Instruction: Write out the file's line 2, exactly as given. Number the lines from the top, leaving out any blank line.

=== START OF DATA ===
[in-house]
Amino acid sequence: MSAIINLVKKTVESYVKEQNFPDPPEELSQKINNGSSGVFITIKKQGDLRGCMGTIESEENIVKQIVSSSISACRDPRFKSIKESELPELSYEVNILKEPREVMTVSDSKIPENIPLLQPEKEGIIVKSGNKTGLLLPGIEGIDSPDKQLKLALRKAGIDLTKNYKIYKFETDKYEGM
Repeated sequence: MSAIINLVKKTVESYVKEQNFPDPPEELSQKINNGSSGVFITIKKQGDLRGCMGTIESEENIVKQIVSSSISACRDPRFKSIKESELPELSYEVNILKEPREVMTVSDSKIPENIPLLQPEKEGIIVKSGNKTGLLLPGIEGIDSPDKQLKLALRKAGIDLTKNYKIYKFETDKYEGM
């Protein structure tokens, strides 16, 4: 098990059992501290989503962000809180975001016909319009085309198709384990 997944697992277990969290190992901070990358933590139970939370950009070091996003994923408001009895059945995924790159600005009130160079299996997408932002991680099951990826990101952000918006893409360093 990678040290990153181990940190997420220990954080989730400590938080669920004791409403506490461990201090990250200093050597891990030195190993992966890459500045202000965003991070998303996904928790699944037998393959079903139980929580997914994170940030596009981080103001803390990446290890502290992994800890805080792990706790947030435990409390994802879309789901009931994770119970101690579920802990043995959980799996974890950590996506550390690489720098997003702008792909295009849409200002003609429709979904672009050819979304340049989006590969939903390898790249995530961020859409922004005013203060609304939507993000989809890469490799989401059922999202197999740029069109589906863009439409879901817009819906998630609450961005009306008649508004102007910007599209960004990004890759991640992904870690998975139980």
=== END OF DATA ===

Amino acid sequence: MSAIINLVKKTVESYVKEQNFPDPPEELSQKINNGSSGVFITIKKQGDLRGCMGTIESEENIVKQIVSSSISACRDPRFKSIKESELPELSYEVNILKEPREVMTVSDSKIPENIPLLQPEKEGIIVKSGNKTGLLLPGIEGIDSPDKQLKLALRKAGIDLTKNYKIYKFETDKYEGM